A Bookstore Resurrected


City Books Owner, Arlan Hess, interviews with LOCALpittsburgh Editor-in-Chief, Rodney Burrell.
Print is not dead. Kindle Fires, iPads, phones and other electronico thingy-mabobs have convinced us that the written word is better off without paper holding us down. The cloud…The oh so glamorous digital age, we relish in your short battery life and gentle hum of radioactive energy rocking us to sleep at night.

And then, you meet someone like Arlan Hess. Writer, educator, entrepreneur…book nut. She’s the proverbial phoenix responsible for resurrecting City Books. The company was one of Pittsburgh’s literary staples for the past 30 years, until failing health and an unfriendly economy led former owner, Edward Gelblum, to close its Southside doors in 2015. Hess, who purchased the remaining inventory from Gelblum, gleefully celebrated the store’s grand re-opening in the North Side, with delectable literary-themed cupcakes in tow.

“The reception has been great so far, we offer a unique experience compared to larger bookstores,” said Hess. The 600 square-foot-space was packed with book lovers who came to welcome the North Side’s first independent bookstore.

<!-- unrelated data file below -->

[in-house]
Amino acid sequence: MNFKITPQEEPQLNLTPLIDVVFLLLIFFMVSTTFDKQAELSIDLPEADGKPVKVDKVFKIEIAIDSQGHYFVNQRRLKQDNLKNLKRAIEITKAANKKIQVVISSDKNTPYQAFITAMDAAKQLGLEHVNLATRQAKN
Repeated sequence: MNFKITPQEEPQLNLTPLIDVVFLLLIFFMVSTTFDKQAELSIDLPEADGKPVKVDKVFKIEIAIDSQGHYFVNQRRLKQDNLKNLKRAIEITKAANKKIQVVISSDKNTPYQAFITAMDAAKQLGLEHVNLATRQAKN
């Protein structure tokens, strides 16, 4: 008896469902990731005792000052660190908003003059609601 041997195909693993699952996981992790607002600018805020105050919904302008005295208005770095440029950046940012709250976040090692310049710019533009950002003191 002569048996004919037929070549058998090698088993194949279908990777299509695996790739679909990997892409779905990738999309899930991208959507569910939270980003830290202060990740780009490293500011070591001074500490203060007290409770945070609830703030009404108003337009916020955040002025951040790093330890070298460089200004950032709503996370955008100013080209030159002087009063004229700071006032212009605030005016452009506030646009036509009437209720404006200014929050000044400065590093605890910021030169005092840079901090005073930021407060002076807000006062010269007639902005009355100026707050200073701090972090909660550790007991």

The space houses some 4,000 titles and offers a very welcoming and intrinsic energy. As I watched the ethereal chaos, machine malfunctions, and cupcake consumption, I listened to what people were saying. They were talking about books. They were talking about titles that made them happy. They mentioned their interpersonal book lending rules. “I only lend out books that I don’t really care about. *collective chuckle*”

Not one cell phone, not one selfie. Not anything but books. And that’s when it hit me. It’s about more than books, it’s about an alternative perspective that we can achieve through the written word. It’s not about trends, it’s about fuel for the mind. Pen-to-paper, paper-to-hand.

“People still take the stairs instead of the elevator,” said Hess, in response to my question about the sustainability of books in the digital landscape. As we continued to talk, I confessed that I was not a pleasure reader, that I only read to learn information.

“But do you enjoy learning? If so, then you have nothing to feel bad about, but I would love to find you a book that would make you excited to read,” Hess said, right before she was whisked way to another customer.

And so, as the customers continued to pour in, I slowly pac-manned my way out of the bustling book haven, curious about what adventures I might find…Paper-to-hand.

Visit citybookspgh.com for more information.

*Side note* To Leora Flax, professional cupcake maker, and owner of Yummily Ever After, consider this my formal proposal for marriage. Please bring cupcakes to the wedding…and reception.

Photo credits: Julie Kahlbaugh